How Far Apart To Plant Lavender

To know how far apart to plant lavender check how wide the variety you’re growing gets and then space accordingly. A good average spacing for lavender plants is 18-24″.

Check out “Different Types of Lavender” for an idea of the different types of lavender available and their common sizes.

SourceHow Far Apart To Plant Lavender In-Row SpacingHow Far Apart To Plant Lavender Rows
rareseeds.com18-24"
swallowtailgardenseeds.com12-18"
parkseed.com18-24"
Vermont University Extension24" apart or more for bigger varieties
Colorado State University18-36"
University of Arkansas 24"
UMass12-36"48"

Does Lavender Spread in the Garden?

Lavender spreads mostly by foliage growth. It starts out small and will spread into a 24″ wide plant or thereabouts.

Lavender will not spread on its own except with seed by the end of the season. It is not an invasive species. It can be spread through taking cuttings of the plant and then planting the cuttings as starter plants.

What Happens If I Plant Lavender Too Close Together?

If you plant lavender too close together not much will go wrong but it will be a waste of lavender plants/seed and soil nutrients and water. Basically the plants will grow together until they run out of space and then some of the plants will most likely die making room for others to grow bigger or they will just grow into smaller lavender plants.

How Do You Plant a Lavender Row?

To plant a lavender row make a line in the dirt where you’d like the row to be. If you’re direct sowing seeds space them every 9″ apart and then after they reach around 8″ tall thin the row down to a lavender plant every 18″.

If you’re transplanting lavender then you should space the seedlings every 18″ along the row. When you space the rows take into account how much room the plant needs as well as if you want to create a walkway in between the lavender plants.

Most lavender plants need 18-24″ of space to grow into so space them that far apart if you don’t need a walkway in between the rows and if you do need space to walk through them then add another 24″ or so.

Start Lavender Plants Indoors

To start lavender plants indoors fill a tray with potting soil. There are seed starter mixes available as well but potting soil works just fine. A seed starter mix is a lighter texture than potting soil so the small roots can travel through it more easily.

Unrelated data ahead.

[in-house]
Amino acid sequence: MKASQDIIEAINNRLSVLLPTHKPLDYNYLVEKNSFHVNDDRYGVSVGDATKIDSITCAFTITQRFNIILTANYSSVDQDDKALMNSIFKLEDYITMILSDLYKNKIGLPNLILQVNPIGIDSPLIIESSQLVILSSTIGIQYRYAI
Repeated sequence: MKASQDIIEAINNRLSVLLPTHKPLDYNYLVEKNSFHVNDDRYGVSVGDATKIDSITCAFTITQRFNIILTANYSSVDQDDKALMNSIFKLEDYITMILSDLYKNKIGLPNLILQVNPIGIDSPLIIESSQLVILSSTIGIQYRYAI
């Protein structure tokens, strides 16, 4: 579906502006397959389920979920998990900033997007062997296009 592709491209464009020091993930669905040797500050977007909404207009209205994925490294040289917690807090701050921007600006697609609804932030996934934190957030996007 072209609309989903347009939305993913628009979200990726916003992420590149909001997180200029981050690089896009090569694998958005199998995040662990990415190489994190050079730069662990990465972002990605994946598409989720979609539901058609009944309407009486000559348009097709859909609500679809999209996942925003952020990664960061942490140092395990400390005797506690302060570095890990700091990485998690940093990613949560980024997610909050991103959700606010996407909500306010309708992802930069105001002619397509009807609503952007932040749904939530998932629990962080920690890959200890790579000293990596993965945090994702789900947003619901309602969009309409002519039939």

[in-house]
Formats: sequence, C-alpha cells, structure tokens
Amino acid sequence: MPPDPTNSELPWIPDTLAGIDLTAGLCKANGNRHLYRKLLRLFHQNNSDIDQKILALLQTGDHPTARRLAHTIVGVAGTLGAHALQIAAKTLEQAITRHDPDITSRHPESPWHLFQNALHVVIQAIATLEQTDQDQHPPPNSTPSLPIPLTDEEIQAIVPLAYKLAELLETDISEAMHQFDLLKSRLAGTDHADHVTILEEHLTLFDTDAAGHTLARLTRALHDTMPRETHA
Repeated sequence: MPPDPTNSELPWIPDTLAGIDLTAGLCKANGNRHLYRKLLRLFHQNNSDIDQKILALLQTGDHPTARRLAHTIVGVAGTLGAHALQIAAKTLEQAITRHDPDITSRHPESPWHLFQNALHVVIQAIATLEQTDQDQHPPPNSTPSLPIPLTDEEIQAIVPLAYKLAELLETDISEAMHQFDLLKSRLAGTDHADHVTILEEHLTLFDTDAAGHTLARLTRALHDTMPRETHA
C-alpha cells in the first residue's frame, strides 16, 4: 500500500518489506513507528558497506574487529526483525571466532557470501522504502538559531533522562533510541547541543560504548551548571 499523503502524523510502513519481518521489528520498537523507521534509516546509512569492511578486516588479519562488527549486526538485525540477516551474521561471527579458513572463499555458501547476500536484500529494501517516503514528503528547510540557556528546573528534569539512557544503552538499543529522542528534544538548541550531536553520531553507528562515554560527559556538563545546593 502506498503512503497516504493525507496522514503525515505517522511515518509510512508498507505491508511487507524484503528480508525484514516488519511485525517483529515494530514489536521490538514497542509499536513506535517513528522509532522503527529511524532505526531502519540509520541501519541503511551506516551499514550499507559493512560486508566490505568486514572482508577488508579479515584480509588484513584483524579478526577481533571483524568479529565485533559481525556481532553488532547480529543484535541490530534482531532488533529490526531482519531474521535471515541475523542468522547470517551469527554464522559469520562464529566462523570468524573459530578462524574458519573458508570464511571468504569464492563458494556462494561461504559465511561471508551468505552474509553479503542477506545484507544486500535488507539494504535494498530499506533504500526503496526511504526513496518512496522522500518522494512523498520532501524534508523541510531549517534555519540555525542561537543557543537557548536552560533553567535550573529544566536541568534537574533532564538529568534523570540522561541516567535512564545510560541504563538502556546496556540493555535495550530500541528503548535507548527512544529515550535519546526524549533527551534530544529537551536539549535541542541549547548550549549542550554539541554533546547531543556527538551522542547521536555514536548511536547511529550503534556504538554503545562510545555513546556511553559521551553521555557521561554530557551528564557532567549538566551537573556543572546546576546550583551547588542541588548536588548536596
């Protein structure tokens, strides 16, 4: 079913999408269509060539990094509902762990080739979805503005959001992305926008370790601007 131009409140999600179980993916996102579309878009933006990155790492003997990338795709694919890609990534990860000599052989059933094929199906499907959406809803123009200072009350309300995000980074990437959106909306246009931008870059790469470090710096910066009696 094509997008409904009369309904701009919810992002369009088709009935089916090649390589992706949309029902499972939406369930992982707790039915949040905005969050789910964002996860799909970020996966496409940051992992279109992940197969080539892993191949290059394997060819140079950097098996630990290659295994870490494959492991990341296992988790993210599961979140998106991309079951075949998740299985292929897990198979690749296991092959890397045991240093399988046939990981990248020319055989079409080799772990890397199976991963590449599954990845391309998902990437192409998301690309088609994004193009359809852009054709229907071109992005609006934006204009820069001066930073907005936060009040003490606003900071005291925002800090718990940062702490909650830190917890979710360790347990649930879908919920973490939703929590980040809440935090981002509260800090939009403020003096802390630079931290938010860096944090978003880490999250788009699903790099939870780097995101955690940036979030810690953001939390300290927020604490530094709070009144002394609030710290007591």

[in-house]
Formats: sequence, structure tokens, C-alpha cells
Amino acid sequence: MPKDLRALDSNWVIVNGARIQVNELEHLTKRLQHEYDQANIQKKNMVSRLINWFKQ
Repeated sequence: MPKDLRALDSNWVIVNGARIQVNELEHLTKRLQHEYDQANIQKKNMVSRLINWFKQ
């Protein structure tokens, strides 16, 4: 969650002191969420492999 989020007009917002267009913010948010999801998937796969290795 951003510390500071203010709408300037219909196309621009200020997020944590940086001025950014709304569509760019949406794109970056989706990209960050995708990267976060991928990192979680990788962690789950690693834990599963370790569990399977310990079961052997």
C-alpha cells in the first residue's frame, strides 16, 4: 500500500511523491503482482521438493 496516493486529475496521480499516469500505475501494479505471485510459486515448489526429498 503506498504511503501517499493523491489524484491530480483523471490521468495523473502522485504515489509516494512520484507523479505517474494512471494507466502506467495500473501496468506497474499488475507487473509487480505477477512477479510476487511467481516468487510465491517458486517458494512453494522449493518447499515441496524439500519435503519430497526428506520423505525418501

Using soil from the garden is generally frowned upon because of the possibility of weed seeds in the mix or some sort of bacteria or fungi. But if you have a lot of plants to start and you have good soil it’s an option.

To the right here is a soil block maker. You can fill up a container full of garden soil and use the block maker to make cubes of soil that you can plant in.

After you have your starter tray or starter pots filled up and ready to go use a pen or other tool to make a hole 1/2″-1″ deep for as many zucchini seeds as you want to plant.

Drop the zucchini seeds in the hole flat side down and cover them up with more soil. Next water the tray either gently from above or from below.

To water from the bottom up fill a tray with 1/4″ of water and then set in the starter tray or starter pots inside the tray. After about 30 minutes the water should have wicked its way up to the top and the soil should feel moist. Skip to 3:00 in the video below to see how to do this.

Feel how heavy the tray is before and after watering. Water the tray again when it is mostly dry.

Seeds need water to germinate. The water activates enzymes within the seed that start the germination process. The water also combines with proteins and starches present within the seed to form a soluble solution that the small seedling can use as nutrition. And it softens the seeds shell making it easier for the seedling to push through.

Along with having moisture present soil temperature is the most critical element for seeds to germinate. Lavender seeds will germinate with soil temperatures over 60 degrees but will germinate faster with a warmer temperature around 80 degrees.

This is the way it is with most seeds and is the reason that heating mats are used. If you do use a heating mat wait until about 30% of the seeds have sprouted and then move them off of the mat. The reason being that high soil temperatures are great for seeds to germinate in but seedlings prefer cooler temperatures between 55-75 degrees.

When the seedlings are big enough you can transplant them again into bigger pots or start to harden them off outside so they can acclimate to the outside conditions.

To harden plants off introduce them to the outdoors gradually. At first for 3 hours a day in a half shady area protected by the wind and gradually over a 7 day period or so have them outside for a full day.

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